The Smithsonian exhibit is optimistic, depicting an America living ever truer to its ideals--"striving upward towards perfection," to take one of my favorite John Wesley quotations somewhat out of context. May it be so.

SEE ALSO: "Strength Through Diversity," 1 March 2014

Sunday, October 1, 2017

Book review: "The Well-Tempered City"


I grew up in the suburbs, but I was drawn to nearby New York City because it was gritty and alive with what the architect Robert Venturi called "complexity and contradiction... messy vitality," throbbing with street life and jazz, blues, and rock and roll.--Rose (2016), p. x

Planner Jonathan F.P. Rose has produced a prodigious book detailing the interwoven nature of the many facets of cities. The inspiration and model is Johann Sebastian Bach's The Well-Tempered Clavier (1722, 1742), described as both a musical composition and a work of persuasive rhetoric. Bach was promoting a new system of tuning notes that--unlike that which had been in place for 2000 years--enabled harmonization across keys. In the work "Bach moves through all twenty-four major and minor keys in a series of preludes and fugues, weaving them together into a sublime ecology of sound" (p. xi). Just as a masterful composition like The Well-Tempered Clavier requires harmonization of notes and themes, individuals "over the long run will benefit more by contributing to the success of the larger system" than by pursuing narrow self-interest (p. 11).

Cities, like composers, can either blend the many dimensions of human well-being or (as in the Pythagorean system of tuning) set them against each other. Rose argues in his first chapter--a conviction familiar to any reader of Holy Mountain--that global megatrends like globalization, connectivity, terrorism and migration have made harmony urgently important. Probably it always has been, but in the period of economic growth following World War II, it was easy to ignore. Now things have gone VUCA, an American military acronym standing for "volatility, uncertainty, complexity and ambiguity" (pp. 14-15).

Most of the book builds a model of a well-tempered city describing five qualities that, taken together, should see us through whatever lies ahead:
  1. coherence, "integrating systems" (p. 66) that connect humans with each other, with nature and with ultimate reality into a coherent whole. American zoning and sprawl produce the opposite of this
  2. circularity, thinking in terms of regeneration instead of linearly, particularly when it comes to consumption of scarce resources like food, water and oil
  3. resilience, ability to respond to stress and volatility by changing to a more adaptive mode
  4. community, "a deeply interconnected metabolic web of families, communities and cognition" (p. 277), including adequate housing and economic opportunity. He cites Putnam's ideas of bonding capital and bridging capital as well as Woolcock's addition of linking capital that connects people across different social classes
  5. compassion, a "desire to relieve the suffering of all beings" through which we find an overarching purpose such as improving the lives of children or the health of nature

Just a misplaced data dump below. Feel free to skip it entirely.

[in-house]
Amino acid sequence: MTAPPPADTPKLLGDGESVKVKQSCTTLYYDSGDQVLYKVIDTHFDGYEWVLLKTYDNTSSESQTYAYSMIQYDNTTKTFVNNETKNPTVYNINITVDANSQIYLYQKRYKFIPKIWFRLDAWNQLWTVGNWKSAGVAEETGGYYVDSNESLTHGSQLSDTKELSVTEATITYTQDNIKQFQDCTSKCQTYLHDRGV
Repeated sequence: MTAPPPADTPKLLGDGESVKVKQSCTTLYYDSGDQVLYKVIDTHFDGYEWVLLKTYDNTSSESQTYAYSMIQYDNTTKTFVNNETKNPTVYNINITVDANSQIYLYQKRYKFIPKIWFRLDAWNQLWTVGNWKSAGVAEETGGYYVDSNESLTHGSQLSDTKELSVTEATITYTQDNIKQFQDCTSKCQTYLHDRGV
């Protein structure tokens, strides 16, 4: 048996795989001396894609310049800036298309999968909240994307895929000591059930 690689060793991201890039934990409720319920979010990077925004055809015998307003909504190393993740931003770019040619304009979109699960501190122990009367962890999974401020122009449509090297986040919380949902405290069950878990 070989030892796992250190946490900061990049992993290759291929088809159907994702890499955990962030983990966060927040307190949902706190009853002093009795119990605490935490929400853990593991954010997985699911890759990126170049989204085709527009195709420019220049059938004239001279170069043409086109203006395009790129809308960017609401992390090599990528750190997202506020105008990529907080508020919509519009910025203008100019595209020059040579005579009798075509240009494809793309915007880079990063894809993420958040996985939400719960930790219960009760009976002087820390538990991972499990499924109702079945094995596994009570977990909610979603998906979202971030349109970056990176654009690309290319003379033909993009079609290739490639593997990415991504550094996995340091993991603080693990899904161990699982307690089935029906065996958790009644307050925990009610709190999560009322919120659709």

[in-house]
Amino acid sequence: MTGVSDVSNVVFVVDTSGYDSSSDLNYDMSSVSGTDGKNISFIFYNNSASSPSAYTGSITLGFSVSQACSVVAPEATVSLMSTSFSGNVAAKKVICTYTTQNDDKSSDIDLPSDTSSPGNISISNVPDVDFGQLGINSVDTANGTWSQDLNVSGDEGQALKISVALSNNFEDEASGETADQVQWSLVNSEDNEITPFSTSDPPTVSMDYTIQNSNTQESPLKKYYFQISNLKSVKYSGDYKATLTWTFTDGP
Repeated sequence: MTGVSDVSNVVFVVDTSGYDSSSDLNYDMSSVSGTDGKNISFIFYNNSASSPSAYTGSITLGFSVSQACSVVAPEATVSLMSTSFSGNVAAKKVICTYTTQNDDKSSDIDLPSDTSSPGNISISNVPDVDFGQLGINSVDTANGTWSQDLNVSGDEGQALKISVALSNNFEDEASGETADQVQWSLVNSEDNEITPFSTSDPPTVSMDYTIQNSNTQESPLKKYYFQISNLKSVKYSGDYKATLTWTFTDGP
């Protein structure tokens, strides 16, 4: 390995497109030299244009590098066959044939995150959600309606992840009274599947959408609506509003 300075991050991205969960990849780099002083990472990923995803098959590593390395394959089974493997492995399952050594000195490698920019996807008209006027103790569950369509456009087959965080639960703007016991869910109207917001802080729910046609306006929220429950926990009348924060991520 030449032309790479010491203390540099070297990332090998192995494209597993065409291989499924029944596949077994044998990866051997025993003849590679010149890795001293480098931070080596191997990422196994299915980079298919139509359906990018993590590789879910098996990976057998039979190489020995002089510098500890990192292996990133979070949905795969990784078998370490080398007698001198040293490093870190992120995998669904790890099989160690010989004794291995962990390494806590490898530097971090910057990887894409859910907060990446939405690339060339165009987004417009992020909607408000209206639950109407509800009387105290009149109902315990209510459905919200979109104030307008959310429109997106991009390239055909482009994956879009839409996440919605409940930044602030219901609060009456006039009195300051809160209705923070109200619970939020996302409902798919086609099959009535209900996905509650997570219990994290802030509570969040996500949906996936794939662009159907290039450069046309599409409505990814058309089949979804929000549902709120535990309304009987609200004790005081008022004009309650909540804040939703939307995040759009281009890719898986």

Rose's book is replete with historical examples and draws on a wide range of knowledge to show that, in a VUCA world, cities need to be ready for anything, which means recognizing how things are connected before it's too late.
  • Chapter 1: New Delhi suffered a massive power outage in 2012 because climate change has led to hotter summers and less rainfall, so less water is available to produce food and hydro-electric power just as a larger and more well off population is demanding more of it, requiring more coal-fired power which exacerbates climate change not to mention air pollution. Add in poor infrastructure and an inefficient government and you have a recipe for disaster, which in fact is what occurred.
  • Chapter 10: Freddie Gray grew up poor in housing whose historically rigid segregation was actually named "the Baltimore idea" after his native city. Even as racism became less overt, the barriers to opportunity it had created replicated themselves as substandard conditions and interracial suspicion. Young Freddie's exposure to lead paint left him contributed to developmental disabilities and behavioral problems that led to his tragic encounter with the police.
The book covers enough topics that it could serve as an introduction to urbanism, but the associations and connections make it rewardingly provocative for the seasoned urbanist as well. For example, in Cedar Rapids our school district is facing a financial imbalance substantial enough that it is considering closing up to a third of our elementary schools. There are arguments for this strategy, such as cost savings can refit the other schools or even build new ones as was recently done in Kansas City. But reading Rose makes me immediately skeptical of such a siloed approach. How will this affect housing patterns (will anticipating sprawl reinforce it?) and the most vulnerable children? How much will transportation to the new schools cancel the cost savings from closing the old ones? How resilient will these decisions prove 20 or 40 years into a VUCA future? Are there better ways for our community to promote the well-being of all children? Can the city and the school district find ways to cooperate to achieve resilience in the face of unreliable state funding? Note that none of this is possible without the connectedness and compassion he commends, without which we're merely scrambling for short-term advantage.

The Well-Tempered City" blog: http://www.welltemperedcity.com/blog/

Re-Zoning Cedar Rapids

Community residents at ReZone Open House, New Bo City Market, October 2017 Cedar Rapids's adoption of form-based zoning will be tar...